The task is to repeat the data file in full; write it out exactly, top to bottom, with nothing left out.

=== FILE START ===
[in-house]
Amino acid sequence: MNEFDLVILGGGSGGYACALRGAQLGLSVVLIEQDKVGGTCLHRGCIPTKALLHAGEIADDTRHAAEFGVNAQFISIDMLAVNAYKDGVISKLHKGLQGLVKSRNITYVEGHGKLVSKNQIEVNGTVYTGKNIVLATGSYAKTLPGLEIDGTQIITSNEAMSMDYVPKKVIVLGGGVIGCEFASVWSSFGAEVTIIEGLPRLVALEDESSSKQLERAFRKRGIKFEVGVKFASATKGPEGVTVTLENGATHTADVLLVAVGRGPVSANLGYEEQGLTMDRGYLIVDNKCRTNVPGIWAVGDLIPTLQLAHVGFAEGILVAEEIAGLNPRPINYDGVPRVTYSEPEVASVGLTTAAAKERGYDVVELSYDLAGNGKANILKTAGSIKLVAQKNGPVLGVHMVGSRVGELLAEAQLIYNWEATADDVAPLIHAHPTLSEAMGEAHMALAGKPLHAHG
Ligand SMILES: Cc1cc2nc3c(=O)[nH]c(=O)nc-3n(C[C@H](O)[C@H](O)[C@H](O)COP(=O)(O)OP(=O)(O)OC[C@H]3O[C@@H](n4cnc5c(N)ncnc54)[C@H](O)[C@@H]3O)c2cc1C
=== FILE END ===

[in-house]
Amino acid sequence: MNEFDLVILGGGSGGYACALRGAQLGLSVVLIEQDKVGGTCLHRGCIPTKALLHAGEIADDTRHAAEFGVNAQFISIDMLAVNAYKDGVISKLHKGLQGLVKSRNITYVEGHGKLVSKNQIEVNGTVYTGKNIVLATGSYAKTLPGLEIDGTQIITSNEAMSMDYVPKKVIVLGGGVIGCEFASVWSSFGAEVTIIEGLPRLVALEDESSSKQLERAFRKRGIKFEVGVKFASATKGPEGVTVTLENGATHTADVLLVAVGRGPVSANLGYEEQGLTMDRGYLIVDNKCRTNVPGIWAVGDLIPTLQLAHVGFAEGILVAEEIAGLNPRPINYDGVPRVTYSEPEVASVGLTTAAAKERGYDVVELSYDLAGNGKANILKTAGSIKLVAQKNGPVLGVHMVGSRVGELLAEAQLIYNWEATADDVAPLIHAHPTLSEAMGEAHMALAGKPLHAHG
Ligand SMILES: Cc1cc2nc3c(=O)[nH]c(=O)nc-3n(C[C@H](O)[C@H](O)[C@H](O)COP(=O)(O)OP(=O)(O)OC[C@H]3O[C@@H](n4cnc5c(N)ncnc54)[C@H](O)[C@@H]3O)c2cc1C